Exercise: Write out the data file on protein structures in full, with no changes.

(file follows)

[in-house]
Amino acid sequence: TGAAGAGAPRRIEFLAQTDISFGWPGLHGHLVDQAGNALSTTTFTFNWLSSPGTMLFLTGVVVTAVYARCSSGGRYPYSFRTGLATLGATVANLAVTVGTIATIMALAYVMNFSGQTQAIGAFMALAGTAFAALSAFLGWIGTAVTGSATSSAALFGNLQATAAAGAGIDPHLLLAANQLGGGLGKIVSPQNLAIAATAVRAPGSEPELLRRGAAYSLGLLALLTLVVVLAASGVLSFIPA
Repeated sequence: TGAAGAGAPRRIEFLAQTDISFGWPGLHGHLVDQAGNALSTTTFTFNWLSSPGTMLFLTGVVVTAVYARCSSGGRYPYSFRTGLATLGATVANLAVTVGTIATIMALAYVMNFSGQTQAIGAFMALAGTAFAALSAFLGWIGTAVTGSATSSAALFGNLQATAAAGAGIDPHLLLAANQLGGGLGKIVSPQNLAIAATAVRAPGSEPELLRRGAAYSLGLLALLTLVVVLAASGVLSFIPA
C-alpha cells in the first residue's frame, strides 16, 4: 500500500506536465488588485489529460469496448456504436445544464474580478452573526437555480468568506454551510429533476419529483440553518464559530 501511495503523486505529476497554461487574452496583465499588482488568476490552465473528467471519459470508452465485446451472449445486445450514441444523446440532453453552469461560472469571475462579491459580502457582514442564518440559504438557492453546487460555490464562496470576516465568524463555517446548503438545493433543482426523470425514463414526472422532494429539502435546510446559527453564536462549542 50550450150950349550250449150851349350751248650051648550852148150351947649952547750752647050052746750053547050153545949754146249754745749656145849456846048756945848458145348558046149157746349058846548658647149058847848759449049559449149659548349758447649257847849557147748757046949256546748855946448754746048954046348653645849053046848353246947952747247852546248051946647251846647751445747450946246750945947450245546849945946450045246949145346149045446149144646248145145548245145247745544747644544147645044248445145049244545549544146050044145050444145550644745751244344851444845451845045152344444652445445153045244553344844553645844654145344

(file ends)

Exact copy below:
[in-house]
Amino acid sequence: TGAAGAGAPRRIEFLAQTDISFGWPGLHGHLVDQAGNALSTTTFTFNWLSSPGTMLFLTGVVVTAVYARCSSGGRYPYSFRTGLATLGATVANLAVTVGTIATIMALAYVMNFSGQTQAIGAFMALAGTAFAALSAFLGWIGTAVTGSATSSAALFGNLQATAAAGAGIDPHLLLAANQLGGGLGKIVSPQNLAIAATAVRAPGSEPELLRRGAAYSLGLLALLTLVVVLAASGVLSFIPA
Repeated sequence: TGAAGAGAPRRIEFLAQTDISFGWPGLHGHLVDQAGNALSTTTFTFNWLSSPGTMLFLTGVVVTAVYARCSSGGRYPYSFRTGLATLGATVANLAVTVGTIATIMALAYVMNFSGQTQAIGAFMALAGTAFAALSAFLGWIGTAVTGSATSSAALFGNLQATAAAGAGIDPHLLLAANQLGGGLGKIVSPQNLAIAATAVRAPGSEPELLRRGAAYSLGLLALLTLVVVLAASGVLSFIPA
C-alpha cells in the first residue's frame, strides 16, 4: 500500500506536465488588485489529460469496448456504436445544464474580478452573526437555480468568506454551510429533476419529483440553518464559530 501511495503523486505529476497554461487574452496583465499588482488568476490552465473528467471519459470508452465485446451472449445486445450514441444523446440532453453552469461560472469571475462579491459580502457582514442564518440559504438557492453546487460555490464562496470576516465568524463555517446548503438545493433543482426523470425514463414526472422532494429539502435546510446559527453564536462549542 50550450150950349550250449150851349350751248650051648550852148150351947649952547750752647050052746750053547050153545949754146249754745749656145849456846048756945848458145348558046149157746349058846548658647149058847848759449049559449149659548349758447649257847849557147748757046949256546748855946448754746048954046348653645849053046848353246947952747247852546248051946647251846647751445747450946246750945947450245546849945946450045246949145346149045446149144646248145145548245145247745544747644544147645044248445145049244545549544146050044145050444145550644745751244344851444845451845045152344444652445445153045244553344844553645844654145344